Chairman Christopher Kennedy said he hoped the action, following a prior change to halve the number of board committees, would signal to prospective presidential candidates that the board will be more hands-off.
Kennedy was re-elected today to chair the board for another year.
“We want to keep our board and any other subsequent boards from overreaching,” Kennedy said. “One way the board can overreach is by steering contracts … It is no way to run a large and complex organization.
“This is a great way to signal to the pool of candidates looking at this (president) job that this board has no intention of micromanaging.”
Under the new policy, board authorization will be required for professional contracts of at least $1 million a year, up from $100,000; purchases of supplies of at least $1 million, up from $200,000; capital projects of at least $5 million, up from $2 million; and construction contracts of $2.5 million, up from $500,000.
That means significantly fewer contracts will require board action. While 41 professional services contracts required approval during the last three years under the old policy, only eight would require it under the new one.
For construction contracts, of the 147 approved by the board in the last three years, only 30 would need it under the new limits.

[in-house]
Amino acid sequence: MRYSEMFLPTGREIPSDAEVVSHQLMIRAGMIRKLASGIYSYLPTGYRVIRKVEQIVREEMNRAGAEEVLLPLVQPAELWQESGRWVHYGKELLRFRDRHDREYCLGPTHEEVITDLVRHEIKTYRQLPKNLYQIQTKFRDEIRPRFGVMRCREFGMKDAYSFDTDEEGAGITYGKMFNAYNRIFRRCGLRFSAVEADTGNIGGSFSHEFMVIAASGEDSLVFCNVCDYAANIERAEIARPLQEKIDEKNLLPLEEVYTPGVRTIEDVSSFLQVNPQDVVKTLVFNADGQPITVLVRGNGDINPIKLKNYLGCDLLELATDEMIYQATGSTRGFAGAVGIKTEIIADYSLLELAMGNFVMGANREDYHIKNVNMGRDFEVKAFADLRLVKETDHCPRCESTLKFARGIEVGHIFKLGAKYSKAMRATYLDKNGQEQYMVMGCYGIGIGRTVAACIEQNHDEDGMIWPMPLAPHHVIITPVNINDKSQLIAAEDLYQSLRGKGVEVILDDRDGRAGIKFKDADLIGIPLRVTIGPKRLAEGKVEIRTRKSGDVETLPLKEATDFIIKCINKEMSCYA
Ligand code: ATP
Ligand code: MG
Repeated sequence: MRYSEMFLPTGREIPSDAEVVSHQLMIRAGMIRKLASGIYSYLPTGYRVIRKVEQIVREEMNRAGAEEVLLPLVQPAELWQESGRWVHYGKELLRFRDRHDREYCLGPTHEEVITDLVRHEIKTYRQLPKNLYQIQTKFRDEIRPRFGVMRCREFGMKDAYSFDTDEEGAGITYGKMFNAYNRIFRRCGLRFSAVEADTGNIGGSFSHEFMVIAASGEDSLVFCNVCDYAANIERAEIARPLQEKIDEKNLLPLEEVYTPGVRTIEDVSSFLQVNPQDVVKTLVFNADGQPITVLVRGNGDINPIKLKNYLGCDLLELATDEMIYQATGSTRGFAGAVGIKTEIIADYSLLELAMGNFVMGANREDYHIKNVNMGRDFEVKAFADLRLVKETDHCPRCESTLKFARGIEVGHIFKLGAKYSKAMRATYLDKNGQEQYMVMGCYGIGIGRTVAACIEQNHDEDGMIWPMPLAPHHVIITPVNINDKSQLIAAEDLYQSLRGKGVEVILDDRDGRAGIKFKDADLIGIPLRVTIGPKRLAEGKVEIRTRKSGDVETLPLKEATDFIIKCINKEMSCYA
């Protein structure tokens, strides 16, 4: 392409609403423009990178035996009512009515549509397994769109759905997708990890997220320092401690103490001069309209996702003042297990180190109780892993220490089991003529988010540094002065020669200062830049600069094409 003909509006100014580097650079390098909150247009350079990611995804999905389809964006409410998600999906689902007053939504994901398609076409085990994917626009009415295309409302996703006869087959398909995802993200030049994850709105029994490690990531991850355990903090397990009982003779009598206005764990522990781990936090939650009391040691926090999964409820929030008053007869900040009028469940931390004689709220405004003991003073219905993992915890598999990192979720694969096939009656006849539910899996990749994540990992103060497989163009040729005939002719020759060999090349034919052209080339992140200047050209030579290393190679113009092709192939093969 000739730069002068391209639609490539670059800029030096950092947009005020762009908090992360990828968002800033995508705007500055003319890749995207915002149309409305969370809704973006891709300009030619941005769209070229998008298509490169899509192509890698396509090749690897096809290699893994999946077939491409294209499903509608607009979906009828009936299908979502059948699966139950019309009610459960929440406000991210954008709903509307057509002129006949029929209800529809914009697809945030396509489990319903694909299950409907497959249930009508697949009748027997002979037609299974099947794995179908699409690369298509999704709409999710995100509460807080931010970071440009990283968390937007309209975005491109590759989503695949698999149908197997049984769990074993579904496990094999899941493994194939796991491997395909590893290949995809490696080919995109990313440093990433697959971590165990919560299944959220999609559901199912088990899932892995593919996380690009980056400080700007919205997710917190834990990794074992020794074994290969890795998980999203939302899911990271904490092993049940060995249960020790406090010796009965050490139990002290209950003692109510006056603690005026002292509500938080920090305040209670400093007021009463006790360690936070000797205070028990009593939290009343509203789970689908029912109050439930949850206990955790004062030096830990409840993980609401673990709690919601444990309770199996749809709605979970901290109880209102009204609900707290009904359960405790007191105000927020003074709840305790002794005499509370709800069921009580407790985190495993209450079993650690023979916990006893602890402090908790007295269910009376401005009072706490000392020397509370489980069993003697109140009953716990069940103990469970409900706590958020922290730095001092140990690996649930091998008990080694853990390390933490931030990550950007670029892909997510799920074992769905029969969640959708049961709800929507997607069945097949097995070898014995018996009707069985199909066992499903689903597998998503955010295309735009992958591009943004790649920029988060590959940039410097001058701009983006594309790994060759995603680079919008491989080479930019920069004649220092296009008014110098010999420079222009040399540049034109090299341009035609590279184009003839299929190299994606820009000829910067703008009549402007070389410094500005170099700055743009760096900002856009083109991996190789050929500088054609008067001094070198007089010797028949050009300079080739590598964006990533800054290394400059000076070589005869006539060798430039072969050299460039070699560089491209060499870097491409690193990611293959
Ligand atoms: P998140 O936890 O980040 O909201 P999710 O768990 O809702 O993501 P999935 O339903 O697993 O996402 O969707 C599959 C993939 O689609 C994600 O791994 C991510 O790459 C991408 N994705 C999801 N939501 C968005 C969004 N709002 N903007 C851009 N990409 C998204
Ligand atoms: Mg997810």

Andy Shaw, executive director of the Better Government Association, criticized the change, calling it “the wrong message to send at the wrong time.”
“This is the school embarrassed and discredited by the (admissions) scandal. For at least the next year, when trying to repair their reputation, they should have more oversight rather than less. It is a mistake,” Shaw said.
“From the standpoint of good government and from the standpoint of a taxpaying resident of the state, I would be much more comfortable if these trustees were paying closer attention to the tax dollars.”
The new amounts are similar to those at other Big 10 universities, some of which require no board approval, according to a survey conducted by U. of I. But the U. of I. will now have higher thresholds that those at Illinois’ other public universities, based on an informal survey done by Southern Illinois University two years ago.
“This is not a time to worry about what the other Big 10 schools are doing. They are not Illinois. We need closer scrutiny because we have collectively lost the confidence of the public,” Shaw said.
Interim President Stan Ikenberry said the board won’t be abdicating its oversight because it still will be notified of contracts approved by the campuses.
The former board members, most of whom resigned last year, lowered the dollar amounts in 2005. For example, they reduced the amount needed for approval of professional services, such as legal and consulting work, from $250,000 to $100,000. The changes approved Thursday bring the amounts to levels higher than they were prior to 2005.
“The amount of things that were brought to the board was just too much,” said trustee Ed McMillan, one of three board members retained from the prior group.
“Previously, the board had less confidence in delegating to the decision makers at the university level.”
He said there still will be board control: “We will also have the opportunity, if we have any concern about a particular area, to challenge them.”
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